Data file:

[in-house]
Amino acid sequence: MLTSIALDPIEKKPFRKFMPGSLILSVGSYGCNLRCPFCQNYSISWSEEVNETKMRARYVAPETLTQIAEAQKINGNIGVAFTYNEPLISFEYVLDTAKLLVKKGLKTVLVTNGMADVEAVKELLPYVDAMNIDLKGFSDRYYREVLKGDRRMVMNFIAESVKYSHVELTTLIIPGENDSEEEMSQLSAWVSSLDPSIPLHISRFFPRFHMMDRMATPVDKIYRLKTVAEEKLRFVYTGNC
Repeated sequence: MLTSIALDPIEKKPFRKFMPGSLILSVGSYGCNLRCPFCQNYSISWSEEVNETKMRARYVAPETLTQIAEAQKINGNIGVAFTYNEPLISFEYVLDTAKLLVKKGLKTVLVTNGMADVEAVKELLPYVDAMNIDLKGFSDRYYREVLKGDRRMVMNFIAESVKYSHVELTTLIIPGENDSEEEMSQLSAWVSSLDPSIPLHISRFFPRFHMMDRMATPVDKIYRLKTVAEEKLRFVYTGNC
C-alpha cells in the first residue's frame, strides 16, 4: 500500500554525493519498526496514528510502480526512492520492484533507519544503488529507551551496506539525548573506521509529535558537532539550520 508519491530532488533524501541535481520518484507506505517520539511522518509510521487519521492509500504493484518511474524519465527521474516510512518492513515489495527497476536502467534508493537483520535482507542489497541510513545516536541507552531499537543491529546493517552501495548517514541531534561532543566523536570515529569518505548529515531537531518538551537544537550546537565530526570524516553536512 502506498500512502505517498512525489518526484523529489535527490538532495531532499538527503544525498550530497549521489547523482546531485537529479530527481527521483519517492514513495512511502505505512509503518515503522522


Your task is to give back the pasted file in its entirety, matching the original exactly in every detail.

[in-house]
Amino acid sequence: MLTSIALDPIEKKPFRKFMPGSLILSVGSYGCNLRCPFCQNYSISWSEEVNETKMRARYVAPETLTQIAEAQKINGNIGVAFTYNEPLISFEYVLDTAKLLVKKGLKTVLVTNGMADVEAVKELLPYVDAMNIDLKGFSDRYYREVLKGDRRMVMNFIAESVKYSHVELTTLIIPGENDSEEEMSQLSAWVSSLDPSIPLHISRFFPRFHMMDRMATPVDKIYRLKTVAEEKLRFVYTGNC
Repeated sequence: MLTSIALDPIEKKPFRKFMPGSLILSVGSYGCNLRCPFCQNYSISWSEEVNETKMRARYVAPETLTQIAEAQKINGNIGVAFTYNEPLISFEYVLDTAKLLVKKGLKTVLVTNGMADVEAVKELLPYVDAMNIDLKGFSDRYYREVLKGDRRMVMNFIAESVKYSHVELTTLIIPGENDSEEEMSQLSAWVSSLDPSIPLHISRFFPRFHMMDRMATPVDKIYRLKTVAEEKLRFVYTGNC
C-alpha cells in the first residue's frame, strides 16, 4: 500500500554525493519498526496514528510502480526512492520492484533507519544503488529507551551496506539525548573506521509529535558537532539550520 508519491530532488533524501541535481520518484507506505517520539511522518509510521487519521492509500504493484518511474524519465527521474516510512518492513515489495527497476536502467534508493537483520535482507542489497541510513545516536541507552531499537543491529546493517552501495548517514541531534561532543566523536570515529569518505548529515531537531518538551537544537550546537565530526570524516553536512 502506498500512502505517498512525489518526484523529489535527490538532495531532499538527503544525498550530497549521489547523482546531485537529479530527481527521483519517492514513495512511502505505512509503518515503522522